Now though, I have settled on using TweetDeck, which is a fantastic little program you can install on your desktop computer, then add Twitter accounts and receive, compose and respond to Tweets. My favourite thing though is a function I am just trying out, its possible to schedule your messages to be sent at a later time and/or date. So far today I have found a number of different things of interest which I have written Tweets about and marked for sending between about five PM tonight and half three tomorrow morning. This is very useful when your characters live in a completely different time zone and part of the world, as mine do!

Anyway, my plan is to get these six people interacting with a bunch of (probably, you can never quite tell) real humans, then slowly leak out bits of the story, eventually admitting that they are actually characters from a book and trying to appeal to their followers to buy their story.

I have no idea if this will work, but its quite a lot of fun pretending to be an attractive thirty-something woman with an interest in shoes, or a multilingual translator, or a guy who built a time machine.

If you like you can try to find and follow them, but I’m not giving you any sort of hints so you’ll just have to seek them out for yourselves!


Jump by Dan Ladle

So today I published my book. This would be the book I’ve been going on about for quite some time on this ‘blog. It’s a time travel adventure where eco-terrorists try and obliterate the human race.

I wrote a special introduction to go on the Amazon page, which is a recording of one of the characters telling us a bit about herself, you can see it below. I also included a bit of information about myself, along with some ideas of what to expect from the book.

If you want to read it you can search for my name “Dan Ladle” on your local Amazon site or, if you’re a bit lazy, click on one of the following links:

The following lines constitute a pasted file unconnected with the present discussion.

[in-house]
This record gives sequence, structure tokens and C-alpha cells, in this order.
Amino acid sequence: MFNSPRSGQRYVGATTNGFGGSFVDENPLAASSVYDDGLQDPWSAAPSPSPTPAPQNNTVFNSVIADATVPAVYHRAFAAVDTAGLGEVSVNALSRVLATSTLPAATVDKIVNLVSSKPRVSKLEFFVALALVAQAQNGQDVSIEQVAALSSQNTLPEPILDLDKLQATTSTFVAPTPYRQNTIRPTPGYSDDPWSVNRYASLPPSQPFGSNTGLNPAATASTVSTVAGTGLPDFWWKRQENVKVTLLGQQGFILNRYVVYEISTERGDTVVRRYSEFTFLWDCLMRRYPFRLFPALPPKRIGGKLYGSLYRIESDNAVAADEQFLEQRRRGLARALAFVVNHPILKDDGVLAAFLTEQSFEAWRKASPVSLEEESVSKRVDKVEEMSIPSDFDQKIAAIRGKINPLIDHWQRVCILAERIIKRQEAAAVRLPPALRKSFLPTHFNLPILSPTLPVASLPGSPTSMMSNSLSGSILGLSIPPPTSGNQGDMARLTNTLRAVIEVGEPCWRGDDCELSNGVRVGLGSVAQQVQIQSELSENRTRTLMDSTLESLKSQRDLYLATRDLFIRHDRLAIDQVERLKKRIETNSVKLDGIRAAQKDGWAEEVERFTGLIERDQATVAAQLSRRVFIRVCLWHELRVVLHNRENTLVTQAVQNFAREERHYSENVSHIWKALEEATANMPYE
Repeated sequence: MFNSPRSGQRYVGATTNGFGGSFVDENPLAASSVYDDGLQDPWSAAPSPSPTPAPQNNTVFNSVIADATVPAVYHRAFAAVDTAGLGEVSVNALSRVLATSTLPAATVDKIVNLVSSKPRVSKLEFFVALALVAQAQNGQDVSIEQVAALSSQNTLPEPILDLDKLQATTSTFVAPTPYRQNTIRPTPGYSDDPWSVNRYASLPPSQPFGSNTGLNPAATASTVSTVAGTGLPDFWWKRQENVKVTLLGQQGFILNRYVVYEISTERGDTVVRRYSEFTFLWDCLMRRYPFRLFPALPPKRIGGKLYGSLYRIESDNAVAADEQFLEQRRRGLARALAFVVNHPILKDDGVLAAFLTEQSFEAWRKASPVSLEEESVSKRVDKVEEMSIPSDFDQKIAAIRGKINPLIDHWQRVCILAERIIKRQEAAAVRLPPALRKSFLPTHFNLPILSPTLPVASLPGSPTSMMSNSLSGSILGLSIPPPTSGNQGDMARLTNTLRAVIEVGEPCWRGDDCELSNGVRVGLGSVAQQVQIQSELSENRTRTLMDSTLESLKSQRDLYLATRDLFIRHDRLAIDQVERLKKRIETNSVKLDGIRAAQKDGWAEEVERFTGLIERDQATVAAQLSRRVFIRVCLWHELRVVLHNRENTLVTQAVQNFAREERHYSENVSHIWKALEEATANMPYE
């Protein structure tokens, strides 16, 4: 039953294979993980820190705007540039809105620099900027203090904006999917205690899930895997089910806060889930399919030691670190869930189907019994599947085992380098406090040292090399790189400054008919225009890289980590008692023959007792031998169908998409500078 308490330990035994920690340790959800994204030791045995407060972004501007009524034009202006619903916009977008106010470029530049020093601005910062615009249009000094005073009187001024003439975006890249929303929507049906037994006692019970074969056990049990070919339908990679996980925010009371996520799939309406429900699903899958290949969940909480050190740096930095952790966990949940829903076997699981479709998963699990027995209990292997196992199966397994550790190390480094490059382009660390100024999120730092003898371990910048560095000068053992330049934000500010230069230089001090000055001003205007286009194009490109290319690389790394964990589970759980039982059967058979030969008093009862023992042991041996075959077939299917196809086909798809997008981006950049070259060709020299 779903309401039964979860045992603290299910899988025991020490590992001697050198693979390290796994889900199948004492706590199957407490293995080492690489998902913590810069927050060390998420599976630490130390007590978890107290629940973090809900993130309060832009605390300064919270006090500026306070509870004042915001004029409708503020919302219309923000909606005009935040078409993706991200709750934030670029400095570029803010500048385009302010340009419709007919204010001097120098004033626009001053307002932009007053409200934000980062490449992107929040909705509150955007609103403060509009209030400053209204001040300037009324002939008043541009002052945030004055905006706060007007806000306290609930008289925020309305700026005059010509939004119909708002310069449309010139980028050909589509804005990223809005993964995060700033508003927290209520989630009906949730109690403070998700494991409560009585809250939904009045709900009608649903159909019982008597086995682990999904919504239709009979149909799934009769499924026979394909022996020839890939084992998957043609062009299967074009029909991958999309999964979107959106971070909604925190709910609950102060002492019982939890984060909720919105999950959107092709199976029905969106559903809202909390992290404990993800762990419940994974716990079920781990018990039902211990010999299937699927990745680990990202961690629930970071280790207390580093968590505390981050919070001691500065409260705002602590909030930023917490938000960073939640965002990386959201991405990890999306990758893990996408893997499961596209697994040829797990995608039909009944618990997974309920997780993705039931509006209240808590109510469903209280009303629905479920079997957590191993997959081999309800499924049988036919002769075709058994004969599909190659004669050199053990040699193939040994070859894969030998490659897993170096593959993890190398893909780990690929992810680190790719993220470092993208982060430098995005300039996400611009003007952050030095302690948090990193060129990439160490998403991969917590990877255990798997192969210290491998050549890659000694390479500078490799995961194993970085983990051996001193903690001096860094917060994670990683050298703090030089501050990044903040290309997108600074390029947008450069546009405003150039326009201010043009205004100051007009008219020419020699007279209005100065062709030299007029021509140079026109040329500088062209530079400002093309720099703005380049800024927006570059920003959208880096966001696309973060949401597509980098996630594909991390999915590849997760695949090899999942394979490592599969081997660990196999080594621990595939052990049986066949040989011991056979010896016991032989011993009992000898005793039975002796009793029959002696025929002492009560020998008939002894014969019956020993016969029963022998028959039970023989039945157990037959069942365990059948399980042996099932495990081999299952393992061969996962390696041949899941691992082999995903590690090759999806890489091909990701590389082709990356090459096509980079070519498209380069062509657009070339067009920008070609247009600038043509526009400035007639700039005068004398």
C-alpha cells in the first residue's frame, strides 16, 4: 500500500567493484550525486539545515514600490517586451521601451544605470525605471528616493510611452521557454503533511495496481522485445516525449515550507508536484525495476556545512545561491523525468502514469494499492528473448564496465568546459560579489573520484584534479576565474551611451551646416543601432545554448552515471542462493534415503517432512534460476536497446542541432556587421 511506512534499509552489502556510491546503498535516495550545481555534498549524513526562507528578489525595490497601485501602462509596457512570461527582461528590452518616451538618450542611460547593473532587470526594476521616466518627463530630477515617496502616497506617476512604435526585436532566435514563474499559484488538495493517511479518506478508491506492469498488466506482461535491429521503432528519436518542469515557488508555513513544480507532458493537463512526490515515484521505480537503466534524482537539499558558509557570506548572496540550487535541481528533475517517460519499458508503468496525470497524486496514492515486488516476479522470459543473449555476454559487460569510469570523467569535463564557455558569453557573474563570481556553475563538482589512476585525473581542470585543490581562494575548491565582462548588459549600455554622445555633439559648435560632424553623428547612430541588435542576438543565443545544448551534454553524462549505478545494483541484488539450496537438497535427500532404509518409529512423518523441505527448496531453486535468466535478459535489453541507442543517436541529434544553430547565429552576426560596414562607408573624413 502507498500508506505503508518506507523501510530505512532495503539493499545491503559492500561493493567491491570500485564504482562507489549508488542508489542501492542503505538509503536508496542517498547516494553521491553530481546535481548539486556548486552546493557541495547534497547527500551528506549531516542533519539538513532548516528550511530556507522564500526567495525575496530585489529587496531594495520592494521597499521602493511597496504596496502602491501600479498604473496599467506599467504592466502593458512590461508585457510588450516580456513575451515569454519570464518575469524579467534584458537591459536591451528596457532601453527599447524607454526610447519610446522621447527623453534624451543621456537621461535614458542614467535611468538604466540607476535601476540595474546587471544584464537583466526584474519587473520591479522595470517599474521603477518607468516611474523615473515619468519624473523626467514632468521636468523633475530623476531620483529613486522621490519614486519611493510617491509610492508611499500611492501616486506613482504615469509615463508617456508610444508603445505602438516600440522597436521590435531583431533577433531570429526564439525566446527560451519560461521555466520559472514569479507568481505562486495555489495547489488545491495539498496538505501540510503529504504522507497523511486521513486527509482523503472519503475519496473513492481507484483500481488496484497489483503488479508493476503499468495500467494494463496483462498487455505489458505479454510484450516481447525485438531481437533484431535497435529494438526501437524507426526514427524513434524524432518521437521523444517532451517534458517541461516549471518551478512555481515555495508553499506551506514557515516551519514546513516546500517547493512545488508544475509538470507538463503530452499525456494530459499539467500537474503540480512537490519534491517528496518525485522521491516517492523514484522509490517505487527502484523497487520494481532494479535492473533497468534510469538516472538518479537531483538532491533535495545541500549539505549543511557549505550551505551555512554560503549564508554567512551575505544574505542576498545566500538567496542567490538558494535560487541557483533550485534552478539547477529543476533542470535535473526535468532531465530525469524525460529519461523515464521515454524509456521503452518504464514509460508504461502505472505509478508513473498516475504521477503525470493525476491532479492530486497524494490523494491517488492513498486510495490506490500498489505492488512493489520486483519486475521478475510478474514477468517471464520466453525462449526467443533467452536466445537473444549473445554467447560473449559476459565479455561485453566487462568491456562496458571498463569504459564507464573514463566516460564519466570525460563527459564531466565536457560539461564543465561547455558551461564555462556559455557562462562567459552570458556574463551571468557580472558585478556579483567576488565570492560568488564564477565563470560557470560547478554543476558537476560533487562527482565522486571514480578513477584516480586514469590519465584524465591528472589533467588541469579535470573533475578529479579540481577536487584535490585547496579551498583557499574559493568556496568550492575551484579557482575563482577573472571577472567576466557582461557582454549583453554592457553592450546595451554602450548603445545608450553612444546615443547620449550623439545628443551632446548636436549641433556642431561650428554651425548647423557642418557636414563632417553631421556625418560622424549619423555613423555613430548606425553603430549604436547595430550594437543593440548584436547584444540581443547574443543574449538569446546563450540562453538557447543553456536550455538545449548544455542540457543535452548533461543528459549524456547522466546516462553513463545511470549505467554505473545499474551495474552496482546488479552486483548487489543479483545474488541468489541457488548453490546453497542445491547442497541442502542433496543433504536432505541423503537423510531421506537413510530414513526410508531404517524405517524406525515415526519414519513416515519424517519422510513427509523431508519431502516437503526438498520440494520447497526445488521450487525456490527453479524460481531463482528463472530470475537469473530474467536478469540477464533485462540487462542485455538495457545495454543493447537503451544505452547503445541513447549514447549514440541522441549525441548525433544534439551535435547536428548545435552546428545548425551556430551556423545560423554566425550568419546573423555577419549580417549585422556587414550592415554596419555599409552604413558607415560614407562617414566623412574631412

America

UK

Australia

This is what Emily says:


‘How does this work? Oh, is this on? It is, isn’t it!’

‘Okay. Hi, I’m Emily Harrison, I’m a translator, mainly specialising in archaic and extinct languages, although I can speak quite a few modern ones. I used to work in a little office in the nether regions of a university. It was quite a good job, hard on the eyes though.’

‘Anyway, where was I? Yes, that’s right, these days I spend my time, if you’ll excuse the expression, flitting back and forth between the present day and prehistory, trying not to get crushed, rebuilding factories, destroying my rather fantastic clothes in unpleasant muddy forests, having affairs with super-intelligent physicists, talking about dragons and, last but not least, trying to save the world from impending obliteration out of the spacetime continuum.’

‘What, was I meant to make more of that last bit? Um, so this time machine we travel around in, the Jump Box, is apparently being taken by a group of eco-terrorists and used to change the past, which is messing up the weather and, frankly, not doing good things to my hair.

Still, with the aid of Cooke and Celia, who are pretty special, Masterson, who’s a bit on the military side, the Jameses, who are an interesting couple and Moulder, who’s a bit on the quiet side but good with animals, we ought to be able to figure the whole thing out and make the present a bit more pleasant again.’

‘What’s that, they’re coming? How do you turn this thing off Cooke…’

Transcript of recording, recovered from jump base three weeks after the events covered in the novelisation of events entitled “Jump”.

Jump is a fast paced adventure through space and time but grounded firmly in the real world, encompassing millions of years into the past, two weeks into the future and a good percentage of the landmasses of the planet.

With nods to Michael Crichton, Isaac Asimov and Stephen Baxter but with a style all of his own, Dan Ladle draws on experiences from his life, along with new scientific developments and a vivid imagination. He is an exciting new author with a brain full of ideas. Dan is not a scientist, nor is he a historian or indeed a savant or a polymath. However, he is interested in the world and how it works and is always trying to find outlets for his fizzing neurons.

Dan lives in Perth, Western Australia with his wife, his son and their cat, Snuggles.

This is Dan’s first book!

Jump by Dan Ladle

Jump by Dan Ladle